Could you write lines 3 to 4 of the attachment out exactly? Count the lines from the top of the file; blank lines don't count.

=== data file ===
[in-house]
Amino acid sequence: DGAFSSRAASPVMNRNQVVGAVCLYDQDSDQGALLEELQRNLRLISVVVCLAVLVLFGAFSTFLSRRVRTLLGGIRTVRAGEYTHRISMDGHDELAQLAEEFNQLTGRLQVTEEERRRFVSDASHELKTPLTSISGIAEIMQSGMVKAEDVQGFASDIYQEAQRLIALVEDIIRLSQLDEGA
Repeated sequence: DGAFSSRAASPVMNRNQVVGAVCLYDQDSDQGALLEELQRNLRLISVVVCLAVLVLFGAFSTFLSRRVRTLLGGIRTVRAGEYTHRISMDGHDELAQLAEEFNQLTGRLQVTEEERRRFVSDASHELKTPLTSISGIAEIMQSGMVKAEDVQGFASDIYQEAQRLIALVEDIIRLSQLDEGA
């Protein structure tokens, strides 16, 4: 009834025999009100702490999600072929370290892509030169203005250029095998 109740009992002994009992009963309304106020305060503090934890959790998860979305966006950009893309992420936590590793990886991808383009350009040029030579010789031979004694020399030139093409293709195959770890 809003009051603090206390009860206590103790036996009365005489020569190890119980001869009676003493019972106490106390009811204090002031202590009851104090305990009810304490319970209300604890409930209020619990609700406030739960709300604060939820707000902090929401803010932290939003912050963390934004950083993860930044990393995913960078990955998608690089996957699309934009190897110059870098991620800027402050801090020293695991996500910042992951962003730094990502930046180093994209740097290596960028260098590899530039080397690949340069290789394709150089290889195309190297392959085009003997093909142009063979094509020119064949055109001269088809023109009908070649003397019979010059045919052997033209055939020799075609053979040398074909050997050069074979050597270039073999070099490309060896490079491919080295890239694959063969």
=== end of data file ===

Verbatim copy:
Repeated sequence: DGAFSSRAASPVMNRNQVVGAVCLYDQDSDQGALLEELQRNLRLISVVVCLAVLVLFGAFSTFLSRRVRTLLGGIRTVRAGEYTHRISMDGHDELAQLAEEFNQLTGRLQVTEEERRRFVSDASHELKTPLTSISGIAEIMQSGMVKAEDVQGFASDIYQEAQRLIALVEDIIRLSQLDEGA
């Protein structure tokens, strides 16, 4: 009834025999009100702490999600072929370290892509030169203005250029095998 109740009992002994009992009963309304106020305060503090934890959790998860979305966006950009893309992420936590590793990886991808383009350009040029030579010789031979004694020399030139093409293709195959770890 809003009051603090206390009860206590103790036996009365005489020569190890119980001869009676003493019972106490106390009811204090002031202590009851104090305990009810304490319970209300604890409930209020619990609700406030739960709300604060939820707000902090929401803010932290939003912050963390934004950083993860930044990393995913960078990955998608690089996957699309934009190897110059870098991620800027402050801090020293695991996500910042992951962003730094990502930046180093994209740097290596960028260098590899530039080397690949340069290789394709150089290889195309190297392959085009003997093909142009063979094509020119064949055109001269088809023109009908070649003397019979010059045919052997033209055939020799075609053979040398074909050997050069074979050597270039073999070099490309060896490079491919080295890239694959063969």